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Latest revision as of 10:19, 31 March 2014
A week has gone by since the TEDActive in Whistler, BC. A week has gone by, and still the dust did not settle. My stuff is still not organized. My mind is still filled with ideas, desires and plans. The intensity of the whole experience is still present.
When I received the e-mail that said: "We have exciting news!" I could not believe it. I thought it was a thanks for your application, better luck next time mail. I read the mail four times, while pacing frantically. Is this really happening? And it was. From then on, each night I went to bed, my mind would race with the ideas and plans for TEDActive. But my imagination could not prepare me for what I experienced there.
After a long flight I arrived to the Olympic village, checked into my room and said: Let's do this!
Sunday brought about the workshop. I met a lot of new people, said hello to some people I already knew, we talked about the new website design, about the distribution of talks, we learned a lot about translating TEDxTalks and even how to organize our own OTP Workshop. Some of the translators then took the stage, shared their own experiences of OTP, translating practices, weird conundrums that TEDx gotten them into, the affect of TED and OTP has on their life and even presented a masters degree thesis that revolved around OTP. Who knew, right?
To finish off the great workshop, we received hats with the TED logo, courtesy of our friends from the Swedish House Mafia, to wear and show how proud we are to be a part of OTP. The whole workshop went by in a blur of great conversation, interesting subjects and getting to know the tribe. You could feel the excitement tingling in the air. Being jet-lagged, tired and having an action packed week, I really can't be sure that the following events took place on the exact days I mention. It's still a bit messy, so you'll excuse me.
If someone asked me to describe TEDactive, the closest thing I can say is this: It's a camp for kids with special needs. Kids being the 700 something people from all around the globe who gathered to get their fix of TED and great social interactions. I'm somewhat of an introvert(actually not so much after this)and can honestly say that you can make a new friend every step of the way, no matter how closed you are. You just have to open your mind to the endless possibilities that are there. If you hear a good song, dance...chances are a lot of people will join you. If you see an awesome talk, give a standing ovation, even though the people in Vancouver can't see you. And for the love of God, do not go to bed early and don't take afternoon naps. You are jet lagged, you won't get any sleep and you'll miss a bunch of awesome stuff. Even if you absolutely need your sleep, keep in mind that this will not happen again and you can really stand to loose a few hours of sleep for some incredible memories that you will cherish.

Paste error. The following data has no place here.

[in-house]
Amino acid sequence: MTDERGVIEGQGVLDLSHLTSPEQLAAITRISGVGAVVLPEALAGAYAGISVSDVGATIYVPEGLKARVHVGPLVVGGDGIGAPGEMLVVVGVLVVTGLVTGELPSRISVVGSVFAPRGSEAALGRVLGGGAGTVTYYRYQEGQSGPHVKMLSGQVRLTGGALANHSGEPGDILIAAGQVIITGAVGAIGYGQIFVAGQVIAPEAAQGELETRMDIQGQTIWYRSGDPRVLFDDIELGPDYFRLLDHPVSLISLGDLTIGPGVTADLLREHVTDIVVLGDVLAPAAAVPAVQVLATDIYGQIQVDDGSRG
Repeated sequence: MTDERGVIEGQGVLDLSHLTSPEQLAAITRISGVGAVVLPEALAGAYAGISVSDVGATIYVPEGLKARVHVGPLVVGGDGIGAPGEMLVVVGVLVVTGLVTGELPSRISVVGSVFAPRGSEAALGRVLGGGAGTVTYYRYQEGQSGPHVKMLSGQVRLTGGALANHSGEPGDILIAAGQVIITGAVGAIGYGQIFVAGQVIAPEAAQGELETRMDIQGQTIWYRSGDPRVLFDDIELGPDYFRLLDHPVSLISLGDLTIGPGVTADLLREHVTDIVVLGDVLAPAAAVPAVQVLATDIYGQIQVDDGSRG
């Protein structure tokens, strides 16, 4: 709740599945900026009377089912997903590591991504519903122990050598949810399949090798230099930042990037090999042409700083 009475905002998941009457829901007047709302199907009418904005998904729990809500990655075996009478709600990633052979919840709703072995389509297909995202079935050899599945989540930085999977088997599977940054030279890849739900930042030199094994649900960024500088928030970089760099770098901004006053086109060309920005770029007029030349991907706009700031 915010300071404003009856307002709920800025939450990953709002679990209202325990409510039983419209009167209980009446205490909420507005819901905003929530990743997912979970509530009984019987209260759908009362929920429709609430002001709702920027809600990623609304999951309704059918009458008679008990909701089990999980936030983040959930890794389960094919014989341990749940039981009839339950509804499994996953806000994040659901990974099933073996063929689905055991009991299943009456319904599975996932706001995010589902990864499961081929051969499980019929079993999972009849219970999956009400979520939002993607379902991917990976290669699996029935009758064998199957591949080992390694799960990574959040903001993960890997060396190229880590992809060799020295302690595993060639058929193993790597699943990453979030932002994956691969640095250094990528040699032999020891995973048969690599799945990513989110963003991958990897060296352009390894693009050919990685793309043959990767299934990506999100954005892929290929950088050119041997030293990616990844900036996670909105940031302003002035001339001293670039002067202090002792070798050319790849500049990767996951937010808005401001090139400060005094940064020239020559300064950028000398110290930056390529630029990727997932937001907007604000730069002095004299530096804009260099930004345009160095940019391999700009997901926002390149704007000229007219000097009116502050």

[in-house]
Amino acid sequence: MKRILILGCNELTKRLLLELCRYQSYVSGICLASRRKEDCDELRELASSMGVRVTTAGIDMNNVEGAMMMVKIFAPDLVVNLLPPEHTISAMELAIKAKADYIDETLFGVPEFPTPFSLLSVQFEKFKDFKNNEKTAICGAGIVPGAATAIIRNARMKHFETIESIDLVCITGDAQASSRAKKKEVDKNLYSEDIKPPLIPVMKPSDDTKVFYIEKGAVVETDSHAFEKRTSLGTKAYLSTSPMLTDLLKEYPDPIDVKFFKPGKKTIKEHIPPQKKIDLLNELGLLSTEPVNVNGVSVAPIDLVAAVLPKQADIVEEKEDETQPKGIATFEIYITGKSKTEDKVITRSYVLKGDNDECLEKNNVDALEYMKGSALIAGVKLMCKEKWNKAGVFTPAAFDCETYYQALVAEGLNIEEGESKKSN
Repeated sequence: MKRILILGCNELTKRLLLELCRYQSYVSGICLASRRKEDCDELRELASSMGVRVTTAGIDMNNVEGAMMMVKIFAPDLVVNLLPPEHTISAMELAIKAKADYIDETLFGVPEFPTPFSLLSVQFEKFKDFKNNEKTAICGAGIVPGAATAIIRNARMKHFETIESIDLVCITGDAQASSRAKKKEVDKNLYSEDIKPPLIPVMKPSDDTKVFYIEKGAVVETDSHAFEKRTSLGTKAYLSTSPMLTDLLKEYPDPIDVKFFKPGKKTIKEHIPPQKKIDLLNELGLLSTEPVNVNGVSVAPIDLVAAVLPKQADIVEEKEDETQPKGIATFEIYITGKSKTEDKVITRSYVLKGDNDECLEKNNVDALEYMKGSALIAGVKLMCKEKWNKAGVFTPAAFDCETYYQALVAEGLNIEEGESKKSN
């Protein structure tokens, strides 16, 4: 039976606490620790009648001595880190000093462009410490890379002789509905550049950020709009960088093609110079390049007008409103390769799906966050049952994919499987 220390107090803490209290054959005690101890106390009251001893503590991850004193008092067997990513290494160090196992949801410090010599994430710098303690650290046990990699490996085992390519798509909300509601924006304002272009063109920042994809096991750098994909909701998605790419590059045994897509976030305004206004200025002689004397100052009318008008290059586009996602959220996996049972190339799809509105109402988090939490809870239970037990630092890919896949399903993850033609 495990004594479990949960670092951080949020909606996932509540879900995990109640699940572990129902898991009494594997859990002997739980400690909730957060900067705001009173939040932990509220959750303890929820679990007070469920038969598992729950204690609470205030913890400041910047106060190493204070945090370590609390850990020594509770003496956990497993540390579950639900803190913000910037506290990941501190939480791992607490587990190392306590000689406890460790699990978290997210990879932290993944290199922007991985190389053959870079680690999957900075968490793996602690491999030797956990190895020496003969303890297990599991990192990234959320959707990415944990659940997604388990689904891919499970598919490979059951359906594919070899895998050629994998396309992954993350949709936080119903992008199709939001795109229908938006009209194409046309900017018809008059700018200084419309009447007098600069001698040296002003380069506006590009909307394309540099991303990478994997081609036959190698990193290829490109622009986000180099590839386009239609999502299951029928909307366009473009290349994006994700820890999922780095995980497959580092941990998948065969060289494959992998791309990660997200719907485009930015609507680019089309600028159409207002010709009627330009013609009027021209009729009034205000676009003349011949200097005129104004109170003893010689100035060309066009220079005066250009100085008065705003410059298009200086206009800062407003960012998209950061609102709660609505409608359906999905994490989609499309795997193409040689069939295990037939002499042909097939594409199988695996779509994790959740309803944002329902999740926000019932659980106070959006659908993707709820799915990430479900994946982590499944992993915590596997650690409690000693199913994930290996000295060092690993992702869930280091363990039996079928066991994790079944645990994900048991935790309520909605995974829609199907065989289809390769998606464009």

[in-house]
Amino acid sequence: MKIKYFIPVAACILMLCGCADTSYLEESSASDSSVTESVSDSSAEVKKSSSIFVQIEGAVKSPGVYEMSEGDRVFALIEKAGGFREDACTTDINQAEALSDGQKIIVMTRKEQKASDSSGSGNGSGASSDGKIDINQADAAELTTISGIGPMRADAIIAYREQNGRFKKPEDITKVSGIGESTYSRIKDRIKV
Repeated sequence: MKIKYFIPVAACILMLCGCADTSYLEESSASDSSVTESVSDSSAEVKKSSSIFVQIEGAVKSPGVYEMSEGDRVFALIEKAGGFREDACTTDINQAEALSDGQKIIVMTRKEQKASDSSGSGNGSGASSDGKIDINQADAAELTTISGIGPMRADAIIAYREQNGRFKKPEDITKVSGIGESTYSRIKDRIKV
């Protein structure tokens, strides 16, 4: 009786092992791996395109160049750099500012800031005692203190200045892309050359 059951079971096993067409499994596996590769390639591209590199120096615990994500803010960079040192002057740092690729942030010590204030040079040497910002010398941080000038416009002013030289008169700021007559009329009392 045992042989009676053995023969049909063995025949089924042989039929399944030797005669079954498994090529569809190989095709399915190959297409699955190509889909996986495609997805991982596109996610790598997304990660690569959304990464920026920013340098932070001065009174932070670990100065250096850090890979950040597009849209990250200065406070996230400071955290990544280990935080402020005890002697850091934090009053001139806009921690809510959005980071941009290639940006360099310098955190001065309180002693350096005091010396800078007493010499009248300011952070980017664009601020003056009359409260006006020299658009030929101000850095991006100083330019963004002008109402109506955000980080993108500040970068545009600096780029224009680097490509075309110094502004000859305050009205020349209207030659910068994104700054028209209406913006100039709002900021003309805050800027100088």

So, on came Monday. I skied in the morning, enjoyed the fresh powder and really exhausted myself. And then the sessions started. I can't list them by days, but here's a glimpse of what was happening at TED this year. I watched in awe as I learned how it is to be blinded in space, what courage is needed to stand up to oppression and which song has been sampled a lot. I saw what it takes to make a park in New York and what it means to the city. I saw what it takes to reveal to the world that we are being monitored every moment of our lives, and nothing is private. I saw a shaky response to the accusations of global surveillance, with such great explanations as: We do not gather all the data, we just see with whom you are corresponding, and if we decide that it's dangerous, then we look at the data we don't gather and see what you are writing about. Makes sense, doesn't it? It's an understatement to say that these two talks took over the whole event, but it's a pressing matter and a really important one. But we also saw that Sting is working out, we heard some new music, some old music. We heard the wish of Charmian. We heard about the plans of Google, about the next big thing in sports, about fireflies, about a whole bunch of stuff. The list is so long.